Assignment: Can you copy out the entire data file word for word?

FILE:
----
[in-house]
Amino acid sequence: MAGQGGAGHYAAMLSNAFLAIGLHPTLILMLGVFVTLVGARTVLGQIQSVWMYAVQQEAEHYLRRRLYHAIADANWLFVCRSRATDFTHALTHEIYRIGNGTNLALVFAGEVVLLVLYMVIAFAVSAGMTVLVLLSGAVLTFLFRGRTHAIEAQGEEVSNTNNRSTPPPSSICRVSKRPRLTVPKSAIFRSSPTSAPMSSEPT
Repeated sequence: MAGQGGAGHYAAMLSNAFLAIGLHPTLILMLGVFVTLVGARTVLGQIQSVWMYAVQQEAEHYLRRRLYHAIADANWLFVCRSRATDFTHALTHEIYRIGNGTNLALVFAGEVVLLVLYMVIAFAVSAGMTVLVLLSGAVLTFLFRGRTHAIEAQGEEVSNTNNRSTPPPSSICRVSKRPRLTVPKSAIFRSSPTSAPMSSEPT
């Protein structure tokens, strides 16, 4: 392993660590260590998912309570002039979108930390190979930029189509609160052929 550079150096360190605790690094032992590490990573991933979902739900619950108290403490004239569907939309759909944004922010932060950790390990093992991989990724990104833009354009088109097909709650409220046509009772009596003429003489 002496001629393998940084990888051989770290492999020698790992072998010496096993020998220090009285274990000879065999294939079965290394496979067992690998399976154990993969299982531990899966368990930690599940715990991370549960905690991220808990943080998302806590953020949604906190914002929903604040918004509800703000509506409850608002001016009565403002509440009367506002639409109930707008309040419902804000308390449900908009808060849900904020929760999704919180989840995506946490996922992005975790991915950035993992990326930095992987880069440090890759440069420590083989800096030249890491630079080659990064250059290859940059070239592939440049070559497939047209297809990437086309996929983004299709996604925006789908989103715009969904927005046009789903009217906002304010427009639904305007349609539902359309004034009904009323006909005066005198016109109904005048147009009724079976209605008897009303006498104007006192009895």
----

[in-house]
Amino acid sequence: MAGQGGAGHYAAMLSNAFLAIGLHPTLILMLGVFVTLVGARTVLGQIQSVWMYAVQQEAEHYLRRRLYHAIADANWLFVCRSRATDFTHALTHEIYRIGNGTNLALVFAGEVVLLVLYMVIAFAVSAGMTVLVLLSGAVLTFLFRGRTHAIEAQGEEVSNTNNRSTPPPSSICRVSKRPRLTVPKSAIFRSSPTSAPMSSEPT
Repeated sequence: MAGQGGAGHYAAMLSNAFLAIGLHPTLILMLGVFVTLVGARTVLGQIQSVWMYAVQQEAEHYLRRRLYHAIADANWLFVCRSRATDFTHALTHEIYRIGNGTNLALVFAGEVVLLVLYMVIAFAVSAGMTVLVLLSGAVLTFLFRGRTHAIEAQGEEVSNTNNRSTPPPSSICRVSKRPRLTVPKSAIFRSSPTSAPMSSEPT
């Protein structure tokens, strides 16, 4: 392993660590260590998912309570002039979108930390190979930029189509609160052929 550079150096360190605790690094032992590490990573991933979902739900619950108290403490004239569907939309759909944004922010932060950790390990093992991989990724990104833009354009088109097909709650409220046509009772009596003429003489 002496001629393998940084990888051989770290492999020698790992072998010496096993020998220090009285274990000879065999294939079965290394496979067992690998399976154990993969299982531990899966368990930690599940715990991370549960905690991220808990943080998302806590953020949604906190914002929903604040918004509800703000509506409850608002001016009565403002509440009367506002639409109930707008309040419902804000308390449900908009808060849900904020929760999704919180989840995506946490996922992005975790991915950035993992990326930095992987880069440090890759440069420590083989800096030249890491630079080659990064250059290859940059070239592939440049070559497939047209297809990437086309996929983004299709996604925006789908989103715009969904927005046009789903009217906002304010427009639904305007349609539902359309004034009904009323006909005066005198016109109904005048147009009724079976209605008897009303006498104007006192009895």